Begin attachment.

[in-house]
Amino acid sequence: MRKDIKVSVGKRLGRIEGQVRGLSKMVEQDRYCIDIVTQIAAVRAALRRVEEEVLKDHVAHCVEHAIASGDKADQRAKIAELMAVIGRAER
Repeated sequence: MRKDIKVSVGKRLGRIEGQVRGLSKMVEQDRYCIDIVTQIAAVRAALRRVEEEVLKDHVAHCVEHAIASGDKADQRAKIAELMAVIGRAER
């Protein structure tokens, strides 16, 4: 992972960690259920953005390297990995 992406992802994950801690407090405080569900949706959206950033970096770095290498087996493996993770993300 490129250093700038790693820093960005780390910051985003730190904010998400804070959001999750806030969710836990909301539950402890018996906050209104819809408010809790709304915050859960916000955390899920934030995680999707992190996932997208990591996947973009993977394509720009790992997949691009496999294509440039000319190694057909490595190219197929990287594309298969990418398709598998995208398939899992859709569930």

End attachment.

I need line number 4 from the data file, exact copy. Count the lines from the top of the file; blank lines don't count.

């Protein structure tokens, strides 16, 4: 992972960690259920953005390297990995 992406992802994950801690407090405080569900949706959206950033970096770095290498087996493996993770993300 490129250093700038790693820093960005780390910051985003730190904010998400804070959001999750806030969710836990909301539950402890018996906050209104819809408010809790709304915050859960916000955390899920934030995680999707992190996932997208990591996947973009993977394509720009790992997949691009496999294509440039000319190694057909490595190219197929990287594309298969990418398709598998995208398939899992859709569930």